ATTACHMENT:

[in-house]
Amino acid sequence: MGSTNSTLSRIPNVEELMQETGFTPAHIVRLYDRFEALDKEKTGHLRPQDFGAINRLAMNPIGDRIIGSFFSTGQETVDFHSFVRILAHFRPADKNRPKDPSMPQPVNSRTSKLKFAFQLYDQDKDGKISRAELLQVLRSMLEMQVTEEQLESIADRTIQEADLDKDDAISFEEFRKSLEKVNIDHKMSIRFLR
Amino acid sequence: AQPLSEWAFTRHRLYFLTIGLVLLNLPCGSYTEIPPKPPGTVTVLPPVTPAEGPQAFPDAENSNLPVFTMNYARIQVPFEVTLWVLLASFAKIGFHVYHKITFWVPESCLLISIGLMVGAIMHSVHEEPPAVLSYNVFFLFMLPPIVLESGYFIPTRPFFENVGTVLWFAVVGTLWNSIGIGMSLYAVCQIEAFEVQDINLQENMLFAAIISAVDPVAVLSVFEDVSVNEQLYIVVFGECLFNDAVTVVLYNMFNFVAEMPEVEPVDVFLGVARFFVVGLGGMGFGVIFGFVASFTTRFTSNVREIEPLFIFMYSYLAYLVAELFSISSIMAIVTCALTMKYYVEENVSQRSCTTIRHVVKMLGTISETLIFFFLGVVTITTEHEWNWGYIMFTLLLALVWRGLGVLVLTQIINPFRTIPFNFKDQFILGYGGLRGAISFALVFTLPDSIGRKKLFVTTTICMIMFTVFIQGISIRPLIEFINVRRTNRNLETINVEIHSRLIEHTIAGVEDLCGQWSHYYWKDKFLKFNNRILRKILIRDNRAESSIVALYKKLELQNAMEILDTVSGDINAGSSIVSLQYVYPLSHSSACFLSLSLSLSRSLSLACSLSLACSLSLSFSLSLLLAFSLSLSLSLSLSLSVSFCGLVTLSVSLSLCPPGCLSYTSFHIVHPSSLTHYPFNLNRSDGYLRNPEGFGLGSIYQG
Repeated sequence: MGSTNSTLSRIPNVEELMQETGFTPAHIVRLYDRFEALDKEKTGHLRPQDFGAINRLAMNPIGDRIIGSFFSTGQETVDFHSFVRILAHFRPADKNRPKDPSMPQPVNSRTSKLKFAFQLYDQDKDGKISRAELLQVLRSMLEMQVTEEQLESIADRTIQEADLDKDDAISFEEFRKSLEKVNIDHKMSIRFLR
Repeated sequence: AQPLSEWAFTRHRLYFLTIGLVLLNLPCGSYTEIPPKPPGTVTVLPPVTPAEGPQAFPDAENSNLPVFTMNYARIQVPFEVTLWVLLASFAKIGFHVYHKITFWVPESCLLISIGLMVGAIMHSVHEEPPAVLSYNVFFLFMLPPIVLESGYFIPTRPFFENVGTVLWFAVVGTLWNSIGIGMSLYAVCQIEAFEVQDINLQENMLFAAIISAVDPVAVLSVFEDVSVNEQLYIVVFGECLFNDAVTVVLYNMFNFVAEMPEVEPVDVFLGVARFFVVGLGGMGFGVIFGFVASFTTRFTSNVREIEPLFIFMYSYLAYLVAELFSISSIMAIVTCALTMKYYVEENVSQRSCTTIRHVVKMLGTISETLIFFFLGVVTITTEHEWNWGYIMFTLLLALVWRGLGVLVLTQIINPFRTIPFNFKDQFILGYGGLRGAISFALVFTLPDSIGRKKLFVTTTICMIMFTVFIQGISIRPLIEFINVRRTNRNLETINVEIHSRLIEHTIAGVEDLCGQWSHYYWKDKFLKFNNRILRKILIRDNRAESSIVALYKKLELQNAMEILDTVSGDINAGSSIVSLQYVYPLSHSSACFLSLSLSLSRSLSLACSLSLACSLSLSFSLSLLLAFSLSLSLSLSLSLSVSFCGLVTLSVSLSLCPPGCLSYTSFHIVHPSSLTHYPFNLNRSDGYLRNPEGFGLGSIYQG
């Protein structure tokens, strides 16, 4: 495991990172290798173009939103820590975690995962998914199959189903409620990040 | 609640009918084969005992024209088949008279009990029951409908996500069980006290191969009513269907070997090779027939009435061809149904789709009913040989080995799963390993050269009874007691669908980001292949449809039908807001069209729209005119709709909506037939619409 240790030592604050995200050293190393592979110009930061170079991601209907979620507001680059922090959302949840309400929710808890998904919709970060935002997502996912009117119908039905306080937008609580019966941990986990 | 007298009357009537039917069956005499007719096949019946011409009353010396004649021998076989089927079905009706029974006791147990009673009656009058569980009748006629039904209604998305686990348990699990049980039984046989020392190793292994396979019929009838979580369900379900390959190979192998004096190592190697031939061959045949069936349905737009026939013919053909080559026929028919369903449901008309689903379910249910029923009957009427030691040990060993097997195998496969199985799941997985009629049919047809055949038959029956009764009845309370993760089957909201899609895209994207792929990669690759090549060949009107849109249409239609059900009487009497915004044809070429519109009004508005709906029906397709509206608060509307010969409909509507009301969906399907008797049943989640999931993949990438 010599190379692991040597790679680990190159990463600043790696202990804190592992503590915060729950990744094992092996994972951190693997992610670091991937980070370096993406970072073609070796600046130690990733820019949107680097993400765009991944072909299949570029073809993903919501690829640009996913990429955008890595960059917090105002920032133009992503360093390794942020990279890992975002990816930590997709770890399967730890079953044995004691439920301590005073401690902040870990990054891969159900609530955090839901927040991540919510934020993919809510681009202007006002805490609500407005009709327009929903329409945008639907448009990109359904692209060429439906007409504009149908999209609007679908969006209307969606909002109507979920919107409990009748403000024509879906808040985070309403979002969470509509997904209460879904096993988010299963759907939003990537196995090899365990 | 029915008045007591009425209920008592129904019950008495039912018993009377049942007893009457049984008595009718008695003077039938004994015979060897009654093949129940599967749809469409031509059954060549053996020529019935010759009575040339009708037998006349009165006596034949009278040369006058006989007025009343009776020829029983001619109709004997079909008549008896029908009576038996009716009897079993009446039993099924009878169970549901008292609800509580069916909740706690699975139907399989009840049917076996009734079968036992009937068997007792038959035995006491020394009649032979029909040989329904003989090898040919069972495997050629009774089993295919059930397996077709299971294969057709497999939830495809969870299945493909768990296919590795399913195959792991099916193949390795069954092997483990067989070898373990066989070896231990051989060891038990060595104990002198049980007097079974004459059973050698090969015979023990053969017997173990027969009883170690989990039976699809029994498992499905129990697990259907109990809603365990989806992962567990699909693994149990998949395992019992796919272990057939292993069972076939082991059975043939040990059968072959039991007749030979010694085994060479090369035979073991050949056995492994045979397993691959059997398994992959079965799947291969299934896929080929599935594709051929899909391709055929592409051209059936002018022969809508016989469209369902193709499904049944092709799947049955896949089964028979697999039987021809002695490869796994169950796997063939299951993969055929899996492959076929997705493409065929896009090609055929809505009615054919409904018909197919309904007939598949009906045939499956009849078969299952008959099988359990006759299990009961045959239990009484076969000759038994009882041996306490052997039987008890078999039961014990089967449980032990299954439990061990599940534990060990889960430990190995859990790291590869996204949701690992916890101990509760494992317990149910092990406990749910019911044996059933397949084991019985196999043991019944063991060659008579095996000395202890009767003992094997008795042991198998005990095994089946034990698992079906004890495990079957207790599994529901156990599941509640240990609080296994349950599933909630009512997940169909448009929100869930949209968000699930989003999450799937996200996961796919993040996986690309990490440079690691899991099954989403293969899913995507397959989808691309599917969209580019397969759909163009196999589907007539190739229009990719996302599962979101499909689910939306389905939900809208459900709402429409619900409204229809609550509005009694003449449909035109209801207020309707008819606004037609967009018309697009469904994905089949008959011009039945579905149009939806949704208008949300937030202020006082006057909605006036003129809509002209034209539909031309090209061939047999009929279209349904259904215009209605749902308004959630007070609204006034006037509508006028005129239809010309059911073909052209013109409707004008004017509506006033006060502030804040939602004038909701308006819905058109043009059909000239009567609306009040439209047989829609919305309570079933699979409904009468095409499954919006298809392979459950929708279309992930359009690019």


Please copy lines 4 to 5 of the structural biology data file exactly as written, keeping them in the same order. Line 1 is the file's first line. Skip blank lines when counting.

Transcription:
Repeated sequence: MGSTNSTLSRIPNVEELMQETGFTPAHIVRLYDRFEALDKEKTGHLRPQDFGAINRLAMNPIGDRIIGSFFSTGQETVDFHSFVRILAHFRPADKNRPKDPSMPQPVNSRTSKLKFAFQLYDQDKDGKISRAELLQVLRSMLEMQVTEEQLESIADRTIQEADLDKDDAISFEEFRKSLEKVNIDHKMSIRFLR
Repeated sequence: AQPLSEWAFTRHRLYFLTIGLVLLNLPCGSYTEIPPKPPGTVTVLPPVTPAEGPQAFPDAENSNLPVFTMNYARIQVPFEVTLWVLLASFAKIGFHVYHKITFWVPESCLLISIGLMVGAIMHSVHEEPPAVLSYNVFFLFMLPPIVLESGYFIPTRPFFENVGTVLWFAVVGTLWNSIGIGMSLYAVCQIEAFEVQDINLQENMLFAAIISAVDPVAVLSVFEDVSVNEQLYIVVFGECLFNDAVTVVLYNMFNFVAEMPEVEPVDVFLGVARFFVVGLGGMGFGVIFGFVASFTTRFTSNVREIEPLFIFMYSYLAYLVAELFSISSIMAIVTCALTMKYYVEENVSQRSCTTIRHVVKMLGTISETLIFFFLGVVTITTEHEWNWGYIMFTLLLALVWRGLGVLVLTQIINPFRTIPFNFKDQFILGYGGLRGAISFALVFTLPDSIGRKKLFVTTTICMIMFTVFIQGISIRPLIEFINVRRTNRNLETINVEIHSRLIEHTIAGVEDLCGQWSHYYWKDKFLKFNNRILRKILIRDNRAESSIVALYKKLELQNAMEILDTVSGDINAGSSIVSLQYVYPLSHSSACFLSLSLSLSRSLSLACSLSLACSLSLSFSLSLLLAFSLSLSLSLSLSLSVSFCGLVTLSVSLSLCPPGCLSYTSFHIVHPSSLTHYPFNLNRSDGYLRNPEGFGLGSIYQG